Look for variety in succulent gardens

August 22, 2016

Succulents in a do-it-yourself concrete pot

The beauty of nature is often seen in the almost infinite variety of plants. One way to experience that variety, says Brian Kemble, curator at the Ruth Bancroft Garden in Walnut Creek, Calif., is through experimentation and discovery.

Kemble says no one knew for certain whether some of the succulents and cactuses at the Ruth Bancroft Garden could be grown in this climate. But through experimentation, including some failures, the garden world has learned just how adaptable plants can be.

For example, Kemble says, Bancroft is fond of gasterias, which are native to the coast of South Africa, where it is never subjected to freezing temperatures.

But Bancroft wanted to try them and in doing so, learned the gasterias, also known as tongue plants, do very well in our colder climate. They thrive in the shade, but when they were planted in partial sun, they produced different colors ó red, purples and oranges.

"You donít learn without trying," Kemble says.

Here are some tips for your succulent garden:

ó Donít think you know all about a plant because you have one variety. For an interesting garden, branch out.

ó Learn all you can about a plant to improve your chances of growing it successfully. Plant information ó soil, sun and water requirements ó are included with plants sold at Ruth Bancroft Garden and other botanic gardens.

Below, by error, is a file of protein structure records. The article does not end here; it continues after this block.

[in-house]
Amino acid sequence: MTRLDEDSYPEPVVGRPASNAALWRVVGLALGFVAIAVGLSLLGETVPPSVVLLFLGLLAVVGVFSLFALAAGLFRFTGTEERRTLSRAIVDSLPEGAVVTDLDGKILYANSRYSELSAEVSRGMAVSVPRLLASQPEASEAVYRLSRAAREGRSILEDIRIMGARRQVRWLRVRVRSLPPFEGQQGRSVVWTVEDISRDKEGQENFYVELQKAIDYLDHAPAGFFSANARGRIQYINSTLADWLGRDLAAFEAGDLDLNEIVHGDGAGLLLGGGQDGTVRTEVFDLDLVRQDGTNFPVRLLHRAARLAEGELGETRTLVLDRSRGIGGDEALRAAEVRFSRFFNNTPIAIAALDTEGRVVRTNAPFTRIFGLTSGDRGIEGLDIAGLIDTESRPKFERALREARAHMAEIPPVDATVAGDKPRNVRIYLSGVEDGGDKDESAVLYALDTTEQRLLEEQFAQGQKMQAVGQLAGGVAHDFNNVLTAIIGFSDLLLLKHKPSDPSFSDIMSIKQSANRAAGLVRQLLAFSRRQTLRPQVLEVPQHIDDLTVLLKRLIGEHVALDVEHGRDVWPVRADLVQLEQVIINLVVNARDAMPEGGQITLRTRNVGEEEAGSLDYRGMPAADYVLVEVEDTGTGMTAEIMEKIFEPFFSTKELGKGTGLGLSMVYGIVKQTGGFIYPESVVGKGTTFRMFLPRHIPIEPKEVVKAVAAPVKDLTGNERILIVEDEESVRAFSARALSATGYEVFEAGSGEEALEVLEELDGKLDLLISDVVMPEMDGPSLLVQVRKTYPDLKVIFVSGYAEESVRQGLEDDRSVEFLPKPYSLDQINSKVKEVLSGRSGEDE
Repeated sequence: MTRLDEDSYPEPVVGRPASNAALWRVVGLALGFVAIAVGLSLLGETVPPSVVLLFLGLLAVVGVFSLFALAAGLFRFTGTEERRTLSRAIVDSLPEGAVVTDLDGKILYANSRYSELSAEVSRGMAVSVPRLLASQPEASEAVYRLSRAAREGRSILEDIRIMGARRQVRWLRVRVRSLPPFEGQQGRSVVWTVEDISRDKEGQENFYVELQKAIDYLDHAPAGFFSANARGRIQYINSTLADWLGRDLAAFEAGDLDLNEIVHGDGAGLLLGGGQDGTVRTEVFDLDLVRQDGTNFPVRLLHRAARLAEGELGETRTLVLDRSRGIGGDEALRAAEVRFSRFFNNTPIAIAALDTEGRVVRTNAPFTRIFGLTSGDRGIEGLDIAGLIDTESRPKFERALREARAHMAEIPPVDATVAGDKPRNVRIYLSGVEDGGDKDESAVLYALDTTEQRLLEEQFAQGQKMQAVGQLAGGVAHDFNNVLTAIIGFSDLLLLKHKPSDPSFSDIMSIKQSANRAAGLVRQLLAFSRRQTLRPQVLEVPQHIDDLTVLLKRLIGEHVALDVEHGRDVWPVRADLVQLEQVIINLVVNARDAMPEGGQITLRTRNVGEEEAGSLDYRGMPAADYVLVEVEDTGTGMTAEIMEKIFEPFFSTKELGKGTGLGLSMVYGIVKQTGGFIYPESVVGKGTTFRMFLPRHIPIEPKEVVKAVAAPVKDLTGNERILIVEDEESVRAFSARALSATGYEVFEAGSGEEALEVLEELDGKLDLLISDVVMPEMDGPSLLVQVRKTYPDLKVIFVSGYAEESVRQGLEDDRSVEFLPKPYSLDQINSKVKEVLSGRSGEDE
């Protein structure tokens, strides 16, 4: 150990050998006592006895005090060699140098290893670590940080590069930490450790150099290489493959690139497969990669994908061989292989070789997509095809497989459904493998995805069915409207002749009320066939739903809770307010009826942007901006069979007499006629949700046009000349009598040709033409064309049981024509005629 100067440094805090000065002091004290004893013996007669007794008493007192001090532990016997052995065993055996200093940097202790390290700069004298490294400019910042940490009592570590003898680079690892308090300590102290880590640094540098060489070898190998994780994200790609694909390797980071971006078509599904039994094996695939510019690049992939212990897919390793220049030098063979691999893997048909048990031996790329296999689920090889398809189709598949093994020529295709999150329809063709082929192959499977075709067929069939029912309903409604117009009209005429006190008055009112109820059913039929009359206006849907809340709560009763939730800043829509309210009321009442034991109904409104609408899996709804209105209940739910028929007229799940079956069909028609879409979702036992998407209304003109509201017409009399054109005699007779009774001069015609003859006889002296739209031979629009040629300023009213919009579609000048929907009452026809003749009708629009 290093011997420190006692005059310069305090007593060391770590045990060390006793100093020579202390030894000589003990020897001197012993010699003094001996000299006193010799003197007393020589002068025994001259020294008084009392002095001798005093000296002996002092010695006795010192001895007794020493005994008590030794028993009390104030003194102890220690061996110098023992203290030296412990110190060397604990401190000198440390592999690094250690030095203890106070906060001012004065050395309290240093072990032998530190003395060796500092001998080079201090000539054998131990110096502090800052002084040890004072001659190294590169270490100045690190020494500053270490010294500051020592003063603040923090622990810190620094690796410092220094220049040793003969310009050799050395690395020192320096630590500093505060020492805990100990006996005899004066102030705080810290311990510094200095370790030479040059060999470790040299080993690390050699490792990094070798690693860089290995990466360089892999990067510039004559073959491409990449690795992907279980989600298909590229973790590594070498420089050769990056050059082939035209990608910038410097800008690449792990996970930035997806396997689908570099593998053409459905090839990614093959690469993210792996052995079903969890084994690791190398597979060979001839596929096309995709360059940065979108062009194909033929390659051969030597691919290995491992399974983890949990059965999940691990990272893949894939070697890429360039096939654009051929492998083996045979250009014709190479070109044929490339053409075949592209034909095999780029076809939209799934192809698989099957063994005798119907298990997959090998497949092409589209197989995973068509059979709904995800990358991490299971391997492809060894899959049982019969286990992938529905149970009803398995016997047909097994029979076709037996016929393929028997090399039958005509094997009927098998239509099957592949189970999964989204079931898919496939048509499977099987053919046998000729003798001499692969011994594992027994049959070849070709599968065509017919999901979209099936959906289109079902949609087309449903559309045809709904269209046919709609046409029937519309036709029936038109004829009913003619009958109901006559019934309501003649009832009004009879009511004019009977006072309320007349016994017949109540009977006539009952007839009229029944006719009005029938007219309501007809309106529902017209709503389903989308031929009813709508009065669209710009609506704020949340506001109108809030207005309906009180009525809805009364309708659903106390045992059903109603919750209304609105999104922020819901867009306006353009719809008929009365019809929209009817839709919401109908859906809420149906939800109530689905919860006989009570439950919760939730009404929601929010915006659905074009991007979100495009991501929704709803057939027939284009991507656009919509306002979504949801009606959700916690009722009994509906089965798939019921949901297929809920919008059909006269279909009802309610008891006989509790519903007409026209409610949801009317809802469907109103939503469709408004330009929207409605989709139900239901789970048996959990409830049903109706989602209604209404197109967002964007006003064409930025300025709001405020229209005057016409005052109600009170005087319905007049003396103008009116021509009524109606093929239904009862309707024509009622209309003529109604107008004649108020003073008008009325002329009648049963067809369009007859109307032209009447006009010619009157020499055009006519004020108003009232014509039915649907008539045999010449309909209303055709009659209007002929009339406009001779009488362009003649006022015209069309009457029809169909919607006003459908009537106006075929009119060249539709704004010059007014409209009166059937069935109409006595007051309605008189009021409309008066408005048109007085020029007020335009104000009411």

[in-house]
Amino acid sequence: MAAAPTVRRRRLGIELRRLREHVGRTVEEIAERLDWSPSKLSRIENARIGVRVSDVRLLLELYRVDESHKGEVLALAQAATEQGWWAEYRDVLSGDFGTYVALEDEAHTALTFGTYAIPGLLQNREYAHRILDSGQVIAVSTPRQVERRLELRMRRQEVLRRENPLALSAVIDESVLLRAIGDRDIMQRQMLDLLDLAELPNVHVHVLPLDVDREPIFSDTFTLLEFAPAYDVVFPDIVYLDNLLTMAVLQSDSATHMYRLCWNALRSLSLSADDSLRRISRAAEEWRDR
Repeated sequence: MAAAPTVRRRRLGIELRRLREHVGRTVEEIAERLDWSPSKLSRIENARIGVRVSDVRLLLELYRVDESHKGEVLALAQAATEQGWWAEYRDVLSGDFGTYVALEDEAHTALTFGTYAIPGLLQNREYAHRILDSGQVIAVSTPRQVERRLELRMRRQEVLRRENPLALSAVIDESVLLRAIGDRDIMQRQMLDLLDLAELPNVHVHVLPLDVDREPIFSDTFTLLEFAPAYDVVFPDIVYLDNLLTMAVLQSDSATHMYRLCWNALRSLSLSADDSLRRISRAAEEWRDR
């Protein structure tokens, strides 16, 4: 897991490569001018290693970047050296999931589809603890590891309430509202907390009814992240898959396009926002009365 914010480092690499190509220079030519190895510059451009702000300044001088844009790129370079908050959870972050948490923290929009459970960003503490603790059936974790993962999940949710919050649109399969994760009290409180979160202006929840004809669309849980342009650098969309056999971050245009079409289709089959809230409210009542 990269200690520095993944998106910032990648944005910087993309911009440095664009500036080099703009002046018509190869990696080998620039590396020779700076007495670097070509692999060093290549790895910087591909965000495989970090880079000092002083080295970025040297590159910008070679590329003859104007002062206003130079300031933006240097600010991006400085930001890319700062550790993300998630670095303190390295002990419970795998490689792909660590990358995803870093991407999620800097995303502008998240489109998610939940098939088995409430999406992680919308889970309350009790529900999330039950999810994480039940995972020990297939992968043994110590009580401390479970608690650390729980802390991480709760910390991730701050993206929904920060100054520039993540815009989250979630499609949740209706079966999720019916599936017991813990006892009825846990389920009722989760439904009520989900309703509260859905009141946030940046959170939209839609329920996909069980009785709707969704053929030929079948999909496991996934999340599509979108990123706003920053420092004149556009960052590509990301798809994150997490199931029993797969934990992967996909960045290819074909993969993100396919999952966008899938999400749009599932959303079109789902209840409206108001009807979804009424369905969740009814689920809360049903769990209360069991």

ó There is great joy and excitement that comes from planting a small plant and seeing it grow. Succulents are slow growers, but they are worth the wait as they reveal themselves over time.

ó You canít generalize about succulents. To diagnose problems, such as too much water or not enough, you have to consider the specific plant and species, and its individual needs. The plant will tell you what it needs.

ó Itís important to preserve plants in native habitats. Some are so rare and grow in such a small area that should disaster befall them, they would be lost forever. Botanic gardens help preserve plants by propagating outside those areas, and we can help by growing them in our gardens and supporting their continuance.

ó Gardens are not static. They grow and create their own changing conditions, meaning that we need to consider those changes and adjust when we can.

ó If you need to move a plant in your garden, be aware of what that might mean to the plant. If you move it from shade to sun, it may sunburn, and you may be moving from its protection against frost.

ó If you need to move a plant to a sunnier area, do so in degrees by draping it with three pieces of shade cloth, removing one layer every week. This will give the plant a chance to adjust to the new site.

ó Most of our soils are heavy clay, which is not the right conditions for succulents and cactuses. If youíre planting in native soil, amend it with mulch and compost, and add in rocks to improve drainage. You also can build mounds using well-draining soil and rocks, and plant in those. The mounds also will add visual interest to your garden.

ó Succulents are slower growers and are not heavy feeders. You probably donít need to fertilize, but if you do, use a diluted amount, about half of what is recommended for other plants.



McClatchy-Tribune Information Services